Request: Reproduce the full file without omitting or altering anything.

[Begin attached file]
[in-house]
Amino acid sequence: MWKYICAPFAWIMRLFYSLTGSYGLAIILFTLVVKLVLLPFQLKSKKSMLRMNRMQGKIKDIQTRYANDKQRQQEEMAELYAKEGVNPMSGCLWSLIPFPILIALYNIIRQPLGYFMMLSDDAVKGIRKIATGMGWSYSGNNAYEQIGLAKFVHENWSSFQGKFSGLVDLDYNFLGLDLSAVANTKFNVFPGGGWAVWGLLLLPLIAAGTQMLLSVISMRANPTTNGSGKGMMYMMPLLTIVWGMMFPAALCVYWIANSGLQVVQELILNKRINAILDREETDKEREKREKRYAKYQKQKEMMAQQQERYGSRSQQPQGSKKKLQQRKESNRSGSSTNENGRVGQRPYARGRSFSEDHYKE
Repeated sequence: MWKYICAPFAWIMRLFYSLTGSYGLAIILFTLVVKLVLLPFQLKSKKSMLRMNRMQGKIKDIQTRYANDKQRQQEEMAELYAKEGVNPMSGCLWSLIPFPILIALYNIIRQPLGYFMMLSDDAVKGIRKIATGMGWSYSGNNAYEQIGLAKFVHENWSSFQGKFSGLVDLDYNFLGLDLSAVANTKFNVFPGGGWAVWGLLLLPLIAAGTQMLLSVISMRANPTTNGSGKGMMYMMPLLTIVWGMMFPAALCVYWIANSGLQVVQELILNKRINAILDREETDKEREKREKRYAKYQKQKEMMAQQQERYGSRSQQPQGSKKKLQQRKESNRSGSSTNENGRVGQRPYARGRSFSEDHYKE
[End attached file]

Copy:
[in-house]
Amino acid sequence: MWKYICAPFAWIMRLFYSLTGSYGLAIILFTLVVKLVLLPFQLKSKKSMLRMNRMQGKIKDIQTRYANDKQRQQEEMAELYAKEGVNPMSGCLWSLIPFPILIALYNIIRQPLGYFMMLSDDAVKGIRKIATGMGWSYSGNNAYEQIGLAKFVHENWSSFQGKFSGLVDLDYNFLGLDLSAVANTKFNVFPGGGWAVWGLLLLPLIAAGTQMLLSVISMRANPTTNGSGKGMMYMMPLLTIVWGMMFPAALCVYWIANSGLQVVQELILNKRINAILDREETDKEREKREKRYAKYQKQKEMMAQQQERYGSRSQQPQGSKKKLQQRKESNRSGSSTNENGRVGQRPYARGRSFSEDHYKE
Repeated sequence: MWKYICAPFAWIMRLFYSLTGSYGLAIILFTLVVKLVLLPFQLKSKKSMLRMNRMQGKIKDIQTRYANDKQRQQEEMAELYAKEGVNPMSGCLWSLIPFPILIALYNIIRQPLGYFMMLSDDAVKGIRKIATGMGWSYSGNNAYEQIGLAKFVHENWSSFQGKFSGLVDLDYNFLGLDLSAVANTKFNVFPGGGWAVWGLLLLPLIAAGTQMLLSVISMRANPTTNGSGKGMMYMMPLLTIVWGMMFPAALCVYWIANSGLQVVQELILNKRINAILDREETDKEREKREKRYAKYQKQKEMMAQQQERYGSRSQQPQGSKKKLQQRKESNRSGSSTNENGRVGQRPYARGRSFSEDHYKE